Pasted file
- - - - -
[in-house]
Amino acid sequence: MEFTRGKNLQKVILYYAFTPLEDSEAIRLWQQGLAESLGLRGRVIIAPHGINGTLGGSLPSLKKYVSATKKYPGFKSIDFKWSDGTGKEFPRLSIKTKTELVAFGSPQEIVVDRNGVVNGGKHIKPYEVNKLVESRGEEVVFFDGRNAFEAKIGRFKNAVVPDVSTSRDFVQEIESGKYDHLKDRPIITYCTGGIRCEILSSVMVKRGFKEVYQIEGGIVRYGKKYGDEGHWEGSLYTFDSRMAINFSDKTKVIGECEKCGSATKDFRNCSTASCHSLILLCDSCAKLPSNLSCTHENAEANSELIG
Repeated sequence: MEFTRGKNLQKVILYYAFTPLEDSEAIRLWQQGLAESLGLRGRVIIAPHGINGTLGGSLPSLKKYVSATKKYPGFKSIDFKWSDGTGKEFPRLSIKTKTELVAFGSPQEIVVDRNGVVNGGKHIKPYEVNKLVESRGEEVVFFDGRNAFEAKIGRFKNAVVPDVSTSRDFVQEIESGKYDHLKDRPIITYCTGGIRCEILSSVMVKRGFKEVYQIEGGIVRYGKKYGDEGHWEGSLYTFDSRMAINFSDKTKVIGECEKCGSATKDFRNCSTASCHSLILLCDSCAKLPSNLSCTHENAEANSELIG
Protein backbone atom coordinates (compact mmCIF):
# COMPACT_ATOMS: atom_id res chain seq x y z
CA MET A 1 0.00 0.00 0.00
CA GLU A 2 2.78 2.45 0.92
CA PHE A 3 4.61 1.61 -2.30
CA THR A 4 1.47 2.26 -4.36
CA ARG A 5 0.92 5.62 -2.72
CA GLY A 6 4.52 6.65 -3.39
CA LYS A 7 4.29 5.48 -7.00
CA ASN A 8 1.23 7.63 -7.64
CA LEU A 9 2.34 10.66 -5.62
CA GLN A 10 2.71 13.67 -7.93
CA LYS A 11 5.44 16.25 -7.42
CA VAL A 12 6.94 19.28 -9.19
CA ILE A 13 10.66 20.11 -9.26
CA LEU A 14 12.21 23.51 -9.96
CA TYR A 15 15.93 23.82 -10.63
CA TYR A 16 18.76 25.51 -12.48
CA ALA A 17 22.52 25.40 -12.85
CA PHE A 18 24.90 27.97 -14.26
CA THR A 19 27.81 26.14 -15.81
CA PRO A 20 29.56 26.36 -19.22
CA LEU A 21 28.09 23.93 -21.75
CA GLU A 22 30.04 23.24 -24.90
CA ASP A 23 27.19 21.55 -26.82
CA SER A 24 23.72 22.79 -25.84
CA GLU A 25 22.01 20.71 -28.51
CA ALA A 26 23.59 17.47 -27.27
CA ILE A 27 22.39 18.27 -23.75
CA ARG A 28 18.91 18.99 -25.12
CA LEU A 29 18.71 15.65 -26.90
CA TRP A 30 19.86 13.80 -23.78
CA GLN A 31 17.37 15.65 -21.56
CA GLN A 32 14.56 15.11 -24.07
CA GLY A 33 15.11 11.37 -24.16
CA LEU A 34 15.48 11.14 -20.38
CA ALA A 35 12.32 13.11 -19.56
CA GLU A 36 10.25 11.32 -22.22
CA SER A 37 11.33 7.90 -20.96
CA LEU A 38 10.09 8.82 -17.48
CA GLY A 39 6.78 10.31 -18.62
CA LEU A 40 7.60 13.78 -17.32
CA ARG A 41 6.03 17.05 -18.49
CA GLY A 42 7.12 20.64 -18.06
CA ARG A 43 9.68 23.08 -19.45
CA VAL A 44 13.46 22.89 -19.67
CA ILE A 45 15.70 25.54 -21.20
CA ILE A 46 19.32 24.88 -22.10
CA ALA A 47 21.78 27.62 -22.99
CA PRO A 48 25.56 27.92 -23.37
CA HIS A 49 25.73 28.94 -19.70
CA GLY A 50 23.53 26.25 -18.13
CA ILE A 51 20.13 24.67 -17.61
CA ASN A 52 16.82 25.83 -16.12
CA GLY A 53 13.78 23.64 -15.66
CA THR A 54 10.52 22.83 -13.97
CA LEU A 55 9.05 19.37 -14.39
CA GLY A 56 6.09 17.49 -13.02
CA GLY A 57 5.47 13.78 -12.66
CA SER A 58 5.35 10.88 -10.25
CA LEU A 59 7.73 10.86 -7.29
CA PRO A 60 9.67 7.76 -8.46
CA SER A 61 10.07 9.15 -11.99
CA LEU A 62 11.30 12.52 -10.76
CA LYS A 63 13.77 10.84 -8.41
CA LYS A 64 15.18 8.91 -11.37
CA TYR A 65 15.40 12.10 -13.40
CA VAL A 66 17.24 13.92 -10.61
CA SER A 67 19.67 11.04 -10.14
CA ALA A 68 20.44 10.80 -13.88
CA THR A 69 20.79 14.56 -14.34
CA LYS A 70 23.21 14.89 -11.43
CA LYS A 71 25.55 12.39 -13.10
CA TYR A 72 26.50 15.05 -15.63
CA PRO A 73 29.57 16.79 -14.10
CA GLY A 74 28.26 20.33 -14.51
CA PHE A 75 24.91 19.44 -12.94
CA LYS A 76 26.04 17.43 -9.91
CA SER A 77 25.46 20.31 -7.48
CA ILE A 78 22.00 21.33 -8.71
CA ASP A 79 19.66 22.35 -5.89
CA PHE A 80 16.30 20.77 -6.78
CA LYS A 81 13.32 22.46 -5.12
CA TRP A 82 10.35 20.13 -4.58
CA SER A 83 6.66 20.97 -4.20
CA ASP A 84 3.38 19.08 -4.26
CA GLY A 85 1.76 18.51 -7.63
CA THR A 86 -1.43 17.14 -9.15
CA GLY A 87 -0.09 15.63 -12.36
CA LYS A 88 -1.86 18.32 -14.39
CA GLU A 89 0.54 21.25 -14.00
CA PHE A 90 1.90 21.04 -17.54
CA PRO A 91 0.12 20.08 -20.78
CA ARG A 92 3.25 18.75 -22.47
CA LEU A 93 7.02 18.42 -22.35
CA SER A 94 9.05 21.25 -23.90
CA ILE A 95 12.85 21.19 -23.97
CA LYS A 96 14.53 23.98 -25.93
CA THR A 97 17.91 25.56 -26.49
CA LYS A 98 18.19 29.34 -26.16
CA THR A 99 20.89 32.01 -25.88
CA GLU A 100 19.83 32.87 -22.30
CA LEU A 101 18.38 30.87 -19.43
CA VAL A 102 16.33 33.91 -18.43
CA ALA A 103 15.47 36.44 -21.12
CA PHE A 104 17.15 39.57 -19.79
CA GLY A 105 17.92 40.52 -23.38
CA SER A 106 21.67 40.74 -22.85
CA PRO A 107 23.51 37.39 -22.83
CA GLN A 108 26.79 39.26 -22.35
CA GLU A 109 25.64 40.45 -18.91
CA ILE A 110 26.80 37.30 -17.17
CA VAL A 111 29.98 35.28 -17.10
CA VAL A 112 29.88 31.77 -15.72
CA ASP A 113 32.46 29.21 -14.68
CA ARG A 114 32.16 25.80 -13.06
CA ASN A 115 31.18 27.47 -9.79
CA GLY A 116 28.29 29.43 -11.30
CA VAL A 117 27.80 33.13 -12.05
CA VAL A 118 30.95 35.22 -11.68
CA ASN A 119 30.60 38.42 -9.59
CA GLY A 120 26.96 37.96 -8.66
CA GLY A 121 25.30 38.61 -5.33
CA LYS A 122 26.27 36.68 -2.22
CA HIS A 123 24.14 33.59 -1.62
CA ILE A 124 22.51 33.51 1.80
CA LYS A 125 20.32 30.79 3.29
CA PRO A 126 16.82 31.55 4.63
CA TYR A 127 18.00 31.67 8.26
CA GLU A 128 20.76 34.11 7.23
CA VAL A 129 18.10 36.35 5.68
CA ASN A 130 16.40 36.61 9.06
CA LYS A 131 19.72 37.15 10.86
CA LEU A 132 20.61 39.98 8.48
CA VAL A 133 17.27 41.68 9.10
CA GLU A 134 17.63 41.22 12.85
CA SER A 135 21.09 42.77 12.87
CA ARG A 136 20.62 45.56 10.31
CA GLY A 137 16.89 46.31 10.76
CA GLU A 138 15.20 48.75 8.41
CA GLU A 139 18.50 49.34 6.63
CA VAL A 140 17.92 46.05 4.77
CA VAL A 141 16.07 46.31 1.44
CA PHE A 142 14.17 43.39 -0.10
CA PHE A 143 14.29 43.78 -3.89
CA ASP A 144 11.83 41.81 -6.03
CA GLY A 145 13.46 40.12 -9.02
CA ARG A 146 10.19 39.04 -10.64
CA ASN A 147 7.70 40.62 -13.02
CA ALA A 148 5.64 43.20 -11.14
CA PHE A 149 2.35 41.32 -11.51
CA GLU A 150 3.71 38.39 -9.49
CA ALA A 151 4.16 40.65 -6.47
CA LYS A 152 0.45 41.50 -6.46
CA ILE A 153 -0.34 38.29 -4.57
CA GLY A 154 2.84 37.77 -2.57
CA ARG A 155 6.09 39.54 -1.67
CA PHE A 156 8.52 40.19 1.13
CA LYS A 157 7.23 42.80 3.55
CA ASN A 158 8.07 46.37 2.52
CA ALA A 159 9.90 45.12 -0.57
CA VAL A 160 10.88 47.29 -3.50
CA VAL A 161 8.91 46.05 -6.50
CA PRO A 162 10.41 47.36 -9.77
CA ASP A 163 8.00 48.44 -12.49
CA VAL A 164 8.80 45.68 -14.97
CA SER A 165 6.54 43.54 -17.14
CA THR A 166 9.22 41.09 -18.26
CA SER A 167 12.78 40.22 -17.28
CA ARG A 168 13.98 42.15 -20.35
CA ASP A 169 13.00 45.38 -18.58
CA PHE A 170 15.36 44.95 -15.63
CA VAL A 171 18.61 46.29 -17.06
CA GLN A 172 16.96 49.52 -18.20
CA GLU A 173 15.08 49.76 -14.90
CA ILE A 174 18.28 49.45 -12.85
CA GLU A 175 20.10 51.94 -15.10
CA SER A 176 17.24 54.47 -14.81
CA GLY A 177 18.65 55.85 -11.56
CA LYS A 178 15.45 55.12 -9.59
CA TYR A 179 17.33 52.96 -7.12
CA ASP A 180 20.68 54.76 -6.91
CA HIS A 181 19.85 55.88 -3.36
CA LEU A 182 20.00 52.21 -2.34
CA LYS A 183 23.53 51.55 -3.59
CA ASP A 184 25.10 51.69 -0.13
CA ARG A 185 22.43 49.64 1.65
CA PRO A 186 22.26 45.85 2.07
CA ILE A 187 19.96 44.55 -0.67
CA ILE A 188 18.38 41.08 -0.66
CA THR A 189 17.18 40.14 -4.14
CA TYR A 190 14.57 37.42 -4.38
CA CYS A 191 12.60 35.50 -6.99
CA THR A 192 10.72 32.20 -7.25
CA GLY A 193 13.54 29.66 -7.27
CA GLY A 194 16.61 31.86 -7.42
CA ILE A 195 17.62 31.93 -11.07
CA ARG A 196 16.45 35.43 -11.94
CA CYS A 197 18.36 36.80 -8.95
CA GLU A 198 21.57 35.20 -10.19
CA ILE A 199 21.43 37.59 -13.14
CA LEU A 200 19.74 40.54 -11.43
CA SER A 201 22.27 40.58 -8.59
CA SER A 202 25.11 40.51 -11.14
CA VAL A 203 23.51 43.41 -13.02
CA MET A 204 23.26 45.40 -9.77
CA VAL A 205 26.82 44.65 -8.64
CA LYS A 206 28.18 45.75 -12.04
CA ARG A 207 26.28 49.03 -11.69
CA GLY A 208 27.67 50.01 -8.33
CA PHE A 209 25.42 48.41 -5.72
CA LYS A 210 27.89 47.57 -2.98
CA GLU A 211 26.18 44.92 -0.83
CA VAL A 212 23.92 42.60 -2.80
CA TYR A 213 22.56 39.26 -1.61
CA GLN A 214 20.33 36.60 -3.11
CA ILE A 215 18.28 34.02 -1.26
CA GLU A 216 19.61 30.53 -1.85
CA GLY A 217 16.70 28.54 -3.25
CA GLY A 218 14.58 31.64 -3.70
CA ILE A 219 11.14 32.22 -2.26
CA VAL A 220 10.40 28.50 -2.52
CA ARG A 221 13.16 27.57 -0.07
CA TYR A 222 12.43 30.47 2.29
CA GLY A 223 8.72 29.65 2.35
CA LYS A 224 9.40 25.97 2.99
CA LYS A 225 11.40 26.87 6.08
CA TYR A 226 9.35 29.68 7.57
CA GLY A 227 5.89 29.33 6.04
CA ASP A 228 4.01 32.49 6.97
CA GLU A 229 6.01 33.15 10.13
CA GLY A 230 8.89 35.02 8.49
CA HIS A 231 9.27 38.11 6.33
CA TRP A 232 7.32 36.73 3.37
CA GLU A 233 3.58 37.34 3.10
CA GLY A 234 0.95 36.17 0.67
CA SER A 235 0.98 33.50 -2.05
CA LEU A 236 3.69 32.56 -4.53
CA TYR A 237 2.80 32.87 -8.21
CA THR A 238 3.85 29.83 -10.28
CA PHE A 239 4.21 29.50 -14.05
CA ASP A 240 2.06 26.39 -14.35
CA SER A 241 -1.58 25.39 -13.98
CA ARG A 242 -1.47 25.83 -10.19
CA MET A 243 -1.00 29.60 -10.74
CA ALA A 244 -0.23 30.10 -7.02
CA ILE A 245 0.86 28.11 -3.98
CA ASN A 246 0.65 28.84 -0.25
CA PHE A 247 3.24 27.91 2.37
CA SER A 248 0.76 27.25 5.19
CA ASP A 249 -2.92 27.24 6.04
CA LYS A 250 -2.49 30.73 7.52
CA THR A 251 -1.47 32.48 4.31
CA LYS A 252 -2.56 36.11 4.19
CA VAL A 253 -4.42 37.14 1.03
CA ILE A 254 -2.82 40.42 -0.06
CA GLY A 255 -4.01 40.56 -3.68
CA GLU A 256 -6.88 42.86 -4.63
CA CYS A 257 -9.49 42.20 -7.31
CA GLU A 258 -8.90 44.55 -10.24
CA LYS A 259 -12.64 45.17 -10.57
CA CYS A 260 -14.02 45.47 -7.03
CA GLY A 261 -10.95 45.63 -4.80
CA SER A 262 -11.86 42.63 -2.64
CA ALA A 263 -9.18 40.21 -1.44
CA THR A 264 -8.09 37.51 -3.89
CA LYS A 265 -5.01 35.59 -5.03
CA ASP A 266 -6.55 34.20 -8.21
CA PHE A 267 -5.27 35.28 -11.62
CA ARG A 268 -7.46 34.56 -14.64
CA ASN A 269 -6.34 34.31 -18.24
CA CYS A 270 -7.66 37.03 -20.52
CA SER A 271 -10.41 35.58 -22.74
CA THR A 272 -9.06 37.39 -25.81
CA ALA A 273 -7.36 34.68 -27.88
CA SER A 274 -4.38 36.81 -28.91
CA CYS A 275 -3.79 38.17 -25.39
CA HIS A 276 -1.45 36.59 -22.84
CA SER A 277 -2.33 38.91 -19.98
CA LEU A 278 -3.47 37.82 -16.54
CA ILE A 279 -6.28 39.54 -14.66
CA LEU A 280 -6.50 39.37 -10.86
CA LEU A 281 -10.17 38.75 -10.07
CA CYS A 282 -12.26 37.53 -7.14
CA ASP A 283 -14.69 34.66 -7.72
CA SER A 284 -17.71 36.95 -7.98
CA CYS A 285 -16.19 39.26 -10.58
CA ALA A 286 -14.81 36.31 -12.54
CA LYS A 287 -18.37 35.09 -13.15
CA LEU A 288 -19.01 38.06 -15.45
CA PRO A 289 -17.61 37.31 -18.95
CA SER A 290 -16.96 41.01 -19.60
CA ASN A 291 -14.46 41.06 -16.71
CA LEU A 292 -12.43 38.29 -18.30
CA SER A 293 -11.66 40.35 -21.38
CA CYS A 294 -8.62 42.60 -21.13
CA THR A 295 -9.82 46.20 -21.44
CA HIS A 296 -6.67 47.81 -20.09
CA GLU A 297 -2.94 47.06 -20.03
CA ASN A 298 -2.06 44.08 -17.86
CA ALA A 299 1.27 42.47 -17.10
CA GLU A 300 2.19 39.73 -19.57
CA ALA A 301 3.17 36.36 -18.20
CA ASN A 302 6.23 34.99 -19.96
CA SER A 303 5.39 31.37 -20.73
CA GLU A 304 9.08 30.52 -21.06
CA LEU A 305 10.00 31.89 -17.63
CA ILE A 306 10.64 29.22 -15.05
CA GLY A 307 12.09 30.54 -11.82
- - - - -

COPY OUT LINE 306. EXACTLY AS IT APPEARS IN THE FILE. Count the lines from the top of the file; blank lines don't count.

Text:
CA ALA A 301 3.17 36.36 -18.20